Congress Should Remove Protections for Medical Marijuana, Sessions Says

U.S. Attorney General Jeff Sessions wants Congress to scrap federal medical marijuana protections implemented in 2014, according to a letter made public Monday.

The protections prohibit the Justice Department from using federal funds to block certain states from "from implementing their own State laws that authorize the use, distribution, possession or cultivation of medical marijuana," the Washington Post reported.

In his letter written in May, Sessions said the protections prevent the Justice Department's "authority to enforce the Controlled Substances Act."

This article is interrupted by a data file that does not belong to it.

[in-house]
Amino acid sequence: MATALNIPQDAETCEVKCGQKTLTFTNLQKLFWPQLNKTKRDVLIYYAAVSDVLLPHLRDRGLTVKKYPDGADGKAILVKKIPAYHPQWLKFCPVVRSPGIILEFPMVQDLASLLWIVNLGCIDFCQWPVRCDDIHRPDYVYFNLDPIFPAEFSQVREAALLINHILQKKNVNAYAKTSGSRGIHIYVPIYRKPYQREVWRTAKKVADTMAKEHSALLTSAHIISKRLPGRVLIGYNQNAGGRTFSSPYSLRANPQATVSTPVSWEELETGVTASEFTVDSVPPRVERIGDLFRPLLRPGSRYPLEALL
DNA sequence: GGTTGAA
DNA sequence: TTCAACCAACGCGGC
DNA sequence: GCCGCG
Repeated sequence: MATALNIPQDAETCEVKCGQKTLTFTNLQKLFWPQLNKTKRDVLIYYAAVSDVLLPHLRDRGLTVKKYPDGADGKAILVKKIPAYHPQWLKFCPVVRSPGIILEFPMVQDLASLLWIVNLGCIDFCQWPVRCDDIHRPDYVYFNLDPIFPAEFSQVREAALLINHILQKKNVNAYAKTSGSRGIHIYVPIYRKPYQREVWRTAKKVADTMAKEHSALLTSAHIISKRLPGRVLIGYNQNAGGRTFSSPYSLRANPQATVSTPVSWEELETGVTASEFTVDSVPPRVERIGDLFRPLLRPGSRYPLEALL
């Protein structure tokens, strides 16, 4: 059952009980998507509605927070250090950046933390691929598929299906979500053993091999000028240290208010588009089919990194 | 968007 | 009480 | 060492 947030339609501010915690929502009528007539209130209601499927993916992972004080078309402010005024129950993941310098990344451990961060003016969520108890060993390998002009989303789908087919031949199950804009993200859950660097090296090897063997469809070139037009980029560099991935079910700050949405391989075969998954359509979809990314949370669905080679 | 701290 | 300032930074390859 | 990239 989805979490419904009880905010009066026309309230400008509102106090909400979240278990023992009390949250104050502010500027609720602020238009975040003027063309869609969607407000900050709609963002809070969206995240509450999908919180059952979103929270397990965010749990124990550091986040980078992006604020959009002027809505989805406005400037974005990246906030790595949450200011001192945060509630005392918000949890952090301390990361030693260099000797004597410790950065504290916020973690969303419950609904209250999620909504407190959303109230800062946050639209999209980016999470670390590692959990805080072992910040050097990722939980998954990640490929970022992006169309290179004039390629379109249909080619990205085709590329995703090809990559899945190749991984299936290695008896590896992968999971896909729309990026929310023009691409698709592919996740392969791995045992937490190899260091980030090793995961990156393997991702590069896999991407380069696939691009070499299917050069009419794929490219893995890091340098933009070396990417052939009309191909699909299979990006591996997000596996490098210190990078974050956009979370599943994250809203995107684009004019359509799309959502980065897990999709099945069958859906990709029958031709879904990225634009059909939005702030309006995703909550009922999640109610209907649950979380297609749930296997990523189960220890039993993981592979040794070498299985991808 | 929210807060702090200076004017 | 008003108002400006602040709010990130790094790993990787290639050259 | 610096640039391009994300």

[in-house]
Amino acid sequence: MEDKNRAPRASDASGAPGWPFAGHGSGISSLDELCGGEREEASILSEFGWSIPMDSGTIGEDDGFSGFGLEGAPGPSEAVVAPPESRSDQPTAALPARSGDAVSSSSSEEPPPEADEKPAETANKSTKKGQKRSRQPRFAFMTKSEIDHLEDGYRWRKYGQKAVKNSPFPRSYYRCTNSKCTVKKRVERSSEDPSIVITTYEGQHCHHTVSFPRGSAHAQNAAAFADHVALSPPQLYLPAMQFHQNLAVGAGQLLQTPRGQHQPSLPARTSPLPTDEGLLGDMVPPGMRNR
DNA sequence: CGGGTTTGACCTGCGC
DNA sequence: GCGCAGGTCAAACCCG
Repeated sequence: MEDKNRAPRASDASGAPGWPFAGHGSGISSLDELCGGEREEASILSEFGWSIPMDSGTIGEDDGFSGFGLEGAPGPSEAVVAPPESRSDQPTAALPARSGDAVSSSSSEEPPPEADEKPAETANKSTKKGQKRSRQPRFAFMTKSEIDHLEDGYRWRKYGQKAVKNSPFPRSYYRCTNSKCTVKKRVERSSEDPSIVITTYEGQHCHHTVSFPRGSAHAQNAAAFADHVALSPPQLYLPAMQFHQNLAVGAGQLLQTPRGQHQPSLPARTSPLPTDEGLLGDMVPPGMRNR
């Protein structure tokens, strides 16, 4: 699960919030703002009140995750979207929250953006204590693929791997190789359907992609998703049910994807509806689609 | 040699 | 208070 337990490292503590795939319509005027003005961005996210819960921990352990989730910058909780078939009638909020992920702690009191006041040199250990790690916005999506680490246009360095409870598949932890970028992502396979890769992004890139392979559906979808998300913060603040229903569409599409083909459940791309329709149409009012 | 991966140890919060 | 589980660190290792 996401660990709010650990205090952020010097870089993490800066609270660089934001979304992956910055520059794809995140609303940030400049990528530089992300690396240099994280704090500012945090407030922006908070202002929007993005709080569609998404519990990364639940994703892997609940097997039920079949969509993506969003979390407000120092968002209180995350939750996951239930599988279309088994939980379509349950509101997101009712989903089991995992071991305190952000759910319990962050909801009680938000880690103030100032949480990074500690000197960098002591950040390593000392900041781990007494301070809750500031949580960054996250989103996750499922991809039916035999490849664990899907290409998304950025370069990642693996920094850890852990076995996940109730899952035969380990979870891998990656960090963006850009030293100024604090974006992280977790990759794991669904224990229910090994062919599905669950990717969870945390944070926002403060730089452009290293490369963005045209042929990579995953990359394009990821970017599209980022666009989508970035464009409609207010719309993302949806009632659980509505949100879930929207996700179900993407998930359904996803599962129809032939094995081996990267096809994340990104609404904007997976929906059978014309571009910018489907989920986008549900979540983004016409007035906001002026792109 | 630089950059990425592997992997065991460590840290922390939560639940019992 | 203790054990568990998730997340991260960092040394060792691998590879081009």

"I believe it would be unwise for Congress to restrict the discretion of the Department to fund particular prosecutions, particularly in the midst of an historic drug epidemic and potentially long-term uptick in violent crime. The Department must be in a position to use all laws available to combat the transnational drug organizations and dangerous drug traffickers who threaten American lives," according to Sessions.

However, his mention of a "historic drug epidemic" to justify an offensive against medical marijuana doesn't mesh with what's known about current drug use and abuse in the country, according to the Post.

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